Update – May 2014

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Welcome to my website!

I started this site in 2008 to blog about the issues facing Special Collections services in difficult times – hence its name.  I later started another, similar blog as an online supplement to my Special Collections Handbook.  It’s taken me a while to decide what to do about this.  I have now decided to do all my Special Collections blogging on the Special Collections Handbook site.  I may use this site again for blogging in the future but at the moment I’ll maintain it as my professional website: a handy online place to put all my presentations and publications.

So, if you follow this blog and want to keep in touch with new posts, you need to head over to the Handbook blog and follow me from there.  Thank you!

Special Collections in CILIP Update

The Special Collections Handbook

Very pleased that the latest issue of CILIP Update features a section all about the latest in Special Collections.  Special Collections is an incredibly dynamic and exciting area of library work, and it is good to see this feature in a title aimed at all librarians.  There’s a piece by Karen Attar about the new Directory and one by me about our innovative collections development policy at Bradford.  There’s some fantastic illustrations of materials from our collections too.

Sorry, CILIP Update is only available to CILIP members and libraries who subscribe to it.  If you don’t have access, following the links in the paragraph above will take you to other writing by Karen and me about our respective contributions.

PS I haven’t blogged much lately for which apologies.  NOT for lack of things to say though.  I’ve been putting all my writing energy into our application for archive accreditation, which…

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Farewell, Rare Books Group Committee!

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Off to London tomorrow for my last ever CILIP Rare Books and Special Collections Group Committee meeting. Definitely the end of an era, as I’ve been part of this Committee since 2004.  I’ve had various jobs, most recently Treasurer, and done many things, including organising or co-organising several conferences and day events and looking after the Twitter.  I’ve really valued the opportunities to build new skills and to learn from and network with fellow special collections professionals.

I’ve decided however that I have done all I can as a member of this Committee. After a few years on any committee one gets a bit stale and then it’s time to let new people have a go.  I’ll still be active in the profession, but I increasingly prefer to get involved in other ways: writing, blogging, conferences, peer review etc.  I’ll also still take an active part in Group stuff – I really like the look of next year’s conference in Aberdeen on Special Collections buildings.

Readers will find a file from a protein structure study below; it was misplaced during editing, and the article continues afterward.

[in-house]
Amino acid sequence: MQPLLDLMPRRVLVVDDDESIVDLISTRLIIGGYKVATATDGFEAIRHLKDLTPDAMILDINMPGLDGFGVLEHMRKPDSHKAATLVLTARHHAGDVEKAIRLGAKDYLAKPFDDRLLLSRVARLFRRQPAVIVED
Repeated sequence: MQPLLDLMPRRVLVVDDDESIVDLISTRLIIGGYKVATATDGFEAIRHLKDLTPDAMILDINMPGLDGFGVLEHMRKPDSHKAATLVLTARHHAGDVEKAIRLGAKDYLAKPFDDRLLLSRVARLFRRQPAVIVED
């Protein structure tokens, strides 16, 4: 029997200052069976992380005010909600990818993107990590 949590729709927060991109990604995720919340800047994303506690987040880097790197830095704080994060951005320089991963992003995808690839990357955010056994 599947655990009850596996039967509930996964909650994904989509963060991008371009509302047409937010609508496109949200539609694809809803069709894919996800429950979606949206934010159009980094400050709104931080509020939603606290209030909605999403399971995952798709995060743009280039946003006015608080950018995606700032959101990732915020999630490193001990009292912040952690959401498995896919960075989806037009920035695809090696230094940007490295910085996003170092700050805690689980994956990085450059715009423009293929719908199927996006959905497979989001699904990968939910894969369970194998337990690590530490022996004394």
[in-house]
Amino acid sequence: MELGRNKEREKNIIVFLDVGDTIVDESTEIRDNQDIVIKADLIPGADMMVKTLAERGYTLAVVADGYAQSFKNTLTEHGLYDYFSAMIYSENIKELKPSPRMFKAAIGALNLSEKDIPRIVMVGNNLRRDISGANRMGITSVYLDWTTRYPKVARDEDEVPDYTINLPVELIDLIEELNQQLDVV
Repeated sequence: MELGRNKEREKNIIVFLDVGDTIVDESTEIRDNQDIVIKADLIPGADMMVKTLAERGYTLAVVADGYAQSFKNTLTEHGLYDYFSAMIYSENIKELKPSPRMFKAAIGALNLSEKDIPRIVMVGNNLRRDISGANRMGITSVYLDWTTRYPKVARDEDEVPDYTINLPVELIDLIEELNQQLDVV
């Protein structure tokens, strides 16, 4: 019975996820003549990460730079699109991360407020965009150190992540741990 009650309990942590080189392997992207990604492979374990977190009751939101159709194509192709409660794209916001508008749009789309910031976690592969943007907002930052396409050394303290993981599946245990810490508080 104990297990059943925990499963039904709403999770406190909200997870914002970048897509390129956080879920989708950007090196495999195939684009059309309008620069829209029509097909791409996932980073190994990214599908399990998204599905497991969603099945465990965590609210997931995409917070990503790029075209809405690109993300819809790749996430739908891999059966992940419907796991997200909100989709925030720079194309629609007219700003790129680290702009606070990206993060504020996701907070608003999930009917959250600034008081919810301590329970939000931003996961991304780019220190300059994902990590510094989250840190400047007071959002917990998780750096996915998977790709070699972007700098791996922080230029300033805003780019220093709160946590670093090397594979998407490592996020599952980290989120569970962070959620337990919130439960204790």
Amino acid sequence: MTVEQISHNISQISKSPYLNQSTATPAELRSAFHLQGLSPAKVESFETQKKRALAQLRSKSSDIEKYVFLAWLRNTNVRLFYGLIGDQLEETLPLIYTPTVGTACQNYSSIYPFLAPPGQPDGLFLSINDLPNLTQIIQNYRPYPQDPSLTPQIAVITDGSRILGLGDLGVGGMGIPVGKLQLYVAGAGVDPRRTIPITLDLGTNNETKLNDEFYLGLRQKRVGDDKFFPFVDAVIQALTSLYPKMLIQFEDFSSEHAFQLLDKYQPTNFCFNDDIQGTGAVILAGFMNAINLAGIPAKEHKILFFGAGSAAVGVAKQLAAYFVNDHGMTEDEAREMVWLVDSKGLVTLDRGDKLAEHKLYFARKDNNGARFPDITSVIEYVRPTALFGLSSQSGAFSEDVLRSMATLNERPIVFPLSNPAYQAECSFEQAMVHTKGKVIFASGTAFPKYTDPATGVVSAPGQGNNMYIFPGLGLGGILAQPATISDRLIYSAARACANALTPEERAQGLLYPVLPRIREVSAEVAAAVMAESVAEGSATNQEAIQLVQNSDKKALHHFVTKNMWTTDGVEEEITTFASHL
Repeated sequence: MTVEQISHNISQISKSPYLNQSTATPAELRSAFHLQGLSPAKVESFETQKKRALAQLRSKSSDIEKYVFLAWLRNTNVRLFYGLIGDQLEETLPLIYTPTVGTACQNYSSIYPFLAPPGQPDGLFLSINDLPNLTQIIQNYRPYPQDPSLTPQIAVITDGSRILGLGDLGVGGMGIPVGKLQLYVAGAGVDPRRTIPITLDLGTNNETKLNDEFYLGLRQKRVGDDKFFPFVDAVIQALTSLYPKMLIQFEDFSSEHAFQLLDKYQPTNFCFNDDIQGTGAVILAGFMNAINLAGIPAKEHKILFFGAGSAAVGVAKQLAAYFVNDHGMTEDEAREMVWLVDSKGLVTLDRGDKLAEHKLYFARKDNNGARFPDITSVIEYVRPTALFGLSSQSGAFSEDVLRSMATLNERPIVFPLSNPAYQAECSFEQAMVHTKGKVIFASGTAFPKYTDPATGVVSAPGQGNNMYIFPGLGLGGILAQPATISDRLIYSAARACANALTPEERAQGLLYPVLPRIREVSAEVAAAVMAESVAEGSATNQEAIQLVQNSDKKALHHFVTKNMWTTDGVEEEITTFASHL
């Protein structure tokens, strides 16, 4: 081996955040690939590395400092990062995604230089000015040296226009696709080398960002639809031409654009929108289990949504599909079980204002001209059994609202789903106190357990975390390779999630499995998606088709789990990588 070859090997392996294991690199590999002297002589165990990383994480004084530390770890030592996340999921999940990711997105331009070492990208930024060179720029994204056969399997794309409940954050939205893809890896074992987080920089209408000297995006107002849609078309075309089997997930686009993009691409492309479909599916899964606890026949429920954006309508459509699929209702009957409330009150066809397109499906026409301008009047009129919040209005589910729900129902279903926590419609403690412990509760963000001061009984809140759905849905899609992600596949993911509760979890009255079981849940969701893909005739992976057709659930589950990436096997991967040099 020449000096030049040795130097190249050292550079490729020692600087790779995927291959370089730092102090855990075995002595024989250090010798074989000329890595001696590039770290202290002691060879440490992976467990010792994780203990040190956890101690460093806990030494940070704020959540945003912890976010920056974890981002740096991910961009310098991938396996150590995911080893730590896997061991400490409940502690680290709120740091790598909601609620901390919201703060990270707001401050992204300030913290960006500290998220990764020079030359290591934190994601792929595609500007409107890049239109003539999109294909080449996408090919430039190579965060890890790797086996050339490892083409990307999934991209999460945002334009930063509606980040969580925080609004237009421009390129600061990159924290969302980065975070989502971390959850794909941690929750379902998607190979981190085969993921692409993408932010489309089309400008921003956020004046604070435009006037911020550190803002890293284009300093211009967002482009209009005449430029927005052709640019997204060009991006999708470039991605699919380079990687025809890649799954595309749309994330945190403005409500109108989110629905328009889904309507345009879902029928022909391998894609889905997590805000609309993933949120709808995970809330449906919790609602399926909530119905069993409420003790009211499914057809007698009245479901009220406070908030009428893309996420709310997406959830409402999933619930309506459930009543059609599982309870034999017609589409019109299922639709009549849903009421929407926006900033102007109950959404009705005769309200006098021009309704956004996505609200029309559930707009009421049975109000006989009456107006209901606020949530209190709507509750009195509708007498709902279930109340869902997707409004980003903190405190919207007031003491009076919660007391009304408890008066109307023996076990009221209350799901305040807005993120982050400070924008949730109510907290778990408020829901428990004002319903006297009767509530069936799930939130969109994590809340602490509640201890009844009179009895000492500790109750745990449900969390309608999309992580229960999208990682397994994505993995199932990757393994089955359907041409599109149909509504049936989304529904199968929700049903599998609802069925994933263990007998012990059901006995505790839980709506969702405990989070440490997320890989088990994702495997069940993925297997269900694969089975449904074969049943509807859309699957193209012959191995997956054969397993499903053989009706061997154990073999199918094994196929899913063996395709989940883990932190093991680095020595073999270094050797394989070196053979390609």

Thanks to all my Committee colleagues past and present for their support!

 

Show, Tell + Play: sharing heritage projects and stuffed animals in Yorkshire

The Special Collections Handbook

On 24 October I went along to a great event offering “a playful space” for discussing heritage activities in Yorkshire: Heritage Show+Tell.  This uses a very effective format: 3 minutes, 3 slides per speaker.  No long presentations to write, no big commitment of time, a friendly and supportive atmosphere.

The projects all had some relevance to my work at Bradford: discovering the history of fashion and business, using a dyeing garden to help offenders, AR and sculpture, art gallery outreach, exploring Yorkshireness, and amazing use of audio-visual in historic theatres.  Find out more about the event and the speakers here.  The talks were followed of course by WINE AND SNACKY THINGS.

We also had a chance to see the stores at the venue, the Leeds Discovery Centre.  My knowledge of museum collections tends to focus on local and social history, so I was delighted that our hostess was…

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Bingo for Buttons: the archive accreditation workshop

The Special Collections Handbook

Back in September (20th to be exact) I went along to a workshop on archives accreditation.  Though I’ve been following the growth of the new standard pretty closely, I still found the event really helpful.  If you’re thinking of applying, do try to get to one of these sessions!

What did I like about this one?

Well, it humanised the standard and the application process and answered several questions that I’d been pondering …  I enjoyed sharing ideas and experience with others thinking of applying.  I was reassured that other services were in the same boat: we played accreditation bingo, crossing off the policies, procedures etc that we already had, and nobody at all had every one of them (I had quite a few and won CHOCOLATE BUTTONS!).

What was covered?

I won’t try to summarise all that was covered – that would make a very very long…